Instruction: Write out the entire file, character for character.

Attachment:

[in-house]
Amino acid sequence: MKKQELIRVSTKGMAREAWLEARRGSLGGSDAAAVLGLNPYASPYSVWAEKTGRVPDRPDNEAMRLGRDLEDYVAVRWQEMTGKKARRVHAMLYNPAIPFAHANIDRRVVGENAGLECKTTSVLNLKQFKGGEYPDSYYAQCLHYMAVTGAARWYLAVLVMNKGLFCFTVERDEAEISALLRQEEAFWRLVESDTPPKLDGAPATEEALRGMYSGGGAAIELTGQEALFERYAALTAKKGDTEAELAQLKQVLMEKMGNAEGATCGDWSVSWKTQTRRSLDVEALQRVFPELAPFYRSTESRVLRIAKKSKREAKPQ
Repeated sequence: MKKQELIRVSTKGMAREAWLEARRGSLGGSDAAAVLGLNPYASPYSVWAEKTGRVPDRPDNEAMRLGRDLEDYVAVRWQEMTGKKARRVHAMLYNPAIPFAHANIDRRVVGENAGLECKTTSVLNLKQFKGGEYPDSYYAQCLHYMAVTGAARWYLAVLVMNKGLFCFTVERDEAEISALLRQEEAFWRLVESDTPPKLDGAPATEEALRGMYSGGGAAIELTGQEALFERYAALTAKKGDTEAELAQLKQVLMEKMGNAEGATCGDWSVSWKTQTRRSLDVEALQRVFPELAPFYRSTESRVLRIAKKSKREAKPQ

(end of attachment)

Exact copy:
[in-house]
Amino acid sequence: MKKQELIRVSTKGMAREAWLEARRGSLGGSDAAAVLGLNPYASPYSVWAEKTGRVPDRPDNEAMRLGRDLEDYVAVRWQEMTGKKARRVHAMLYNPAIPFAHANIDRRVVGENAGLECKTTSVLNLKQFKGGEYPDSYYAQCLHYMAVTGAARWYLAVLVMNKGLFCFTVERDEAEISALLRQEEAFWRLVESDTPPKLDGAPATEEALRGMYSGGGAAIELTGQEALFERYAALTAKKGDTEAELAQLKQVLMEKMGNAEGATCGDWSVSWKTQTRRSLDVEALQRVFPELAPFYRSTESRVLRIAKKSKREAKPQ
Repeated sequence: MKKQELIRVSTKGMAREAWLEARRGSLGGSDAAAVLGLNPYASPYSVWAEKTGRVPDRPDNEAMRLGRDLEDYVAVRWQEMTGKKARRVHAMLYNPAIPFAHANIDRRVVGENAGLECKTTSVLNLKQFKGGEYPDSYYAQCLHYMAVTGAARWYLAVLVMNKGLFCFTVERDEAEISALLRQEEAFWRLVESDTPPKLDGAPATEEALRGMYSGGGAAIELTGQEALFERYAALTAKKGDTEAELAQLKQVLMEKMGNAEGATCGDWSVSWKTQTRRSLDVEALQRVFPELAPFYRSTESRVLRIAKKSKREAKPQ